They stood there awkwardly at the entrance to the marquee, too embarrassed to enter. The large tent was one of many set up this year in Meron to accommodate the multitudes of Yidden who had come to the tiny mountain village for Lag B'Omer and the Shabbos following.
Despite the diversity of the crowd seated together, the two still stuck out incongruously. Their casual clothes seemed quite out of place among the formal Shabbos attire that everyone else was wearing, or was it his white-blond-dyed hair in loose mushroom style that made the younger of the two shift his feet uncomfortably? Yes, Jewish they were (were they really?) yet they found no place among their Jewish brothers in the tent and hesitated to join.
Two brothers. Originally from Vienna, one now resides in Yerushalayim and the other in London. Both had come together to share the memorable experience of Lag B'omer and Shabbos in Meron, to pour out their hearts in prayer on the Yom Hillulah of the holy tanna Rabbi Shimon Bar Yochai in unison with thousands of fellow Yidden.
Clad in streimel and bekishe R' Simcha Yonah and R' Dovid sat in the tent drinking in every moment of the Shabbos, when they saw them. The two Russian boys were standing at the entrance flap, looking wistfully at the crowds, at the laden tables piled with every type of Shabbos food that the various chessed organizations could dream up, at the radiant faces of all those fortunate enough to be a part. They could see the longing in their eyes, imagine the emptiness in their hearts, and together they beckoned to them to join their table. Still hesitant, they edged a little closer until one of the brothers rose from his seat and led them forward with a friendly arm and warm words of persuasion.
Over the ensuing seudah, between the sumptuous food and spirited zemiros, the four became acquainted and slowly the story of the younger boy came out.
What chance does a Jewish boy born in Munkacz seventeen years ago have? A Munkacz devoid of Yidden and Yiddishkeit gave him no inkling of what it means to be a Jew.
His childhood was one of hardship, and life did not get much easier when he came to Eretz Yisroel. Three lonely years without his parents followed during which he had tentatively begun feeling the sensation of living as a Yid. Yes, he had an older brother who keeps Torah and mitzvos but he lived in another city and they rarely got a chance to meet. The only one he can call a friend is this wonderful young man accompanying him, who has taken him under his wing both physically and spiritually.
Listening closely the brothers leaned forward over the table as the boy dropped his voice to a whisper to reveal his guilt- laden secret: His older brother had a bris milah but he, unfortunately, was as yet uncircumcised.
They recoiled in shock; and the immediate question — why not? Three years is a long time. But the boy is afraid. He fears literally for his life. He is afraid that he'll die under the milah knife.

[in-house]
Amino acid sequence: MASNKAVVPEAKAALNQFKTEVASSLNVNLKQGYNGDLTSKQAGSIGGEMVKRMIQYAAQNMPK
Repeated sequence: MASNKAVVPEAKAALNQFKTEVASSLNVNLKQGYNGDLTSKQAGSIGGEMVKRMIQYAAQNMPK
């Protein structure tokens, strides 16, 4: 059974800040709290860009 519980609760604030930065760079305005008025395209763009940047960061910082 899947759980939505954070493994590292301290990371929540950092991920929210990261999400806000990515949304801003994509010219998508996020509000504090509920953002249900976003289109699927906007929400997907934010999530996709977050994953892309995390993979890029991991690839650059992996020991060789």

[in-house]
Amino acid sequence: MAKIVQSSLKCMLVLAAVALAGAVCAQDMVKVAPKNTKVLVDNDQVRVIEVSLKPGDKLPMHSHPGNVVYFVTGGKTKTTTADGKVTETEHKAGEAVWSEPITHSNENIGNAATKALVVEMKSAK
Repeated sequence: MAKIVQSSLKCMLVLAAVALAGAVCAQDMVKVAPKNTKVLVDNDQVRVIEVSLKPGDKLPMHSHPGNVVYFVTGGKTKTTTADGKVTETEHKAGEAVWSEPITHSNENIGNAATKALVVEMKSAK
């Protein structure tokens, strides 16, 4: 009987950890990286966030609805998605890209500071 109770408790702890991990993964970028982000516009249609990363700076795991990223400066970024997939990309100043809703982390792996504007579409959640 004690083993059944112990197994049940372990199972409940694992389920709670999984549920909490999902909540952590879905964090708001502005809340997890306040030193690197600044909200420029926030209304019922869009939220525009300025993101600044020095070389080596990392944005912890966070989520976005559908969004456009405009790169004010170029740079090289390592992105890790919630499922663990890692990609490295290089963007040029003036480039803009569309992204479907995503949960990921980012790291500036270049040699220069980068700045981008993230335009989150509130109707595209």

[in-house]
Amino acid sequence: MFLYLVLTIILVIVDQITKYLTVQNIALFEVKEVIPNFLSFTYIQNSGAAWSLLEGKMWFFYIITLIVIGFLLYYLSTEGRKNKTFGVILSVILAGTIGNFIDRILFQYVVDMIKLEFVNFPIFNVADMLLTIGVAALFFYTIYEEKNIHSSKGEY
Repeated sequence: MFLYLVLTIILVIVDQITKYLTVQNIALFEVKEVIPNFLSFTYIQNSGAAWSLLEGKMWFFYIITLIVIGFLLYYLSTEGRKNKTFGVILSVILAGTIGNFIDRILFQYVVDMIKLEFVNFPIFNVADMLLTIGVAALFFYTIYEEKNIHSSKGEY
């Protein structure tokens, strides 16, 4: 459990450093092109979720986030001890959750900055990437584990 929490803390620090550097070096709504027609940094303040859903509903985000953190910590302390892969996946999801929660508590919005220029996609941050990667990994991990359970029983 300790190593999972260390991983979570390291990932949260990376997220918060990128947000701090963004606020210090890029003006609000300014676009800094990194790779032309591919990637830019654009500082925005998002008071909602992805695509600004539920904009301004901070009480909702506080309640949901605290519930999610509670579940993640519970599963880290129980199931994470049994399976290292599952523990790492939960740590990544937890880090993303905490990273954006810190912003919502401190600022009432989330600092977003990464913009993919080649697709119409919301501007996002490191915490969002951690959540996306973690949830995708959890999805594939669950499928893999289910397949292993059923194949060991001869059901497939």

As Shabbos passed they decided come what may to persuade him to undergo bris milah, to become a true member of the nation of Avrohom Ovinu.
Their efforts bore fruit and the boy, albeit fearfully, agreed. Now all they had to do was find the right mohel.
Sunday saw the two Kleins in the airport as R' Simcha Yonah left for London. He assured his brother Dovid that immediately upon his arrival he would contact R' Yisroel Stern, a prominent mohel who had performed many brisos on adults in the U.S.S.R.
After seeing him through baggage control, Dovid turned around and was just trying to decide how to make his return to Yerushalayim, when he was approached by a heimishe avreich. The latter had come to see his father off, also on the flight to London and they decided to share a taxi home.
As they traveled, their conversation turned to the uplifting Shabbos in Meron, and Dovid related the unfinished story of the Russian baal teshuvoh.
"My brother will speak to R' Yisroel Stern as soon as he arrives. He travels worldwide for the mitzvah of bris milah, perhaps he'll come to Eretz Yisroel for this one - or maybe he'll anyway be here in the near future. It's important to act fast while the boy — "
"Hold it! Just a moment," his newfound companion interrupted him, "This R' Yisroel Stern happens to be my father-in-law and what's more he "happens" to be in my house in Yerushalayim right now!"
What an amazing revelation of Hashem's hashgocho helping His children do the mitzvos they so dearly want to fulfill!
Hurried inquiries were made to confirm that our friend was indeed born of a Jewish mother and then all was arranged.
Two days later, in a voice cracking with emotion, R' Yisroel intoned the words "lehachniso bivriso shel Avrohom Ovinu".
The Gavad of Yerushalayim, who acted as sandek, was also honored with the brochos — "and his name shall be called in Yisroel, Avrohom ben Mendel".
Before leaving, the Rav bentched the nimol warmly. As if on cue his friends stepped forward one by one to kiss the Rav's hand and to receive his blessing on their bowed heads.
A lavish seudas bris milah followed with Avrohom taking part, and of course when they sang Yom leyaboshoh and danced R' Simcha Yonah Klein was singing together with them over the telephone from London.
The story has a sequel almost too obvious to tell. As in the mitzva gorreres mitzva chain, to date, Avrohom has two friends whom he has persuaded to have bris milah too. Mi ke'amcho Yisroel.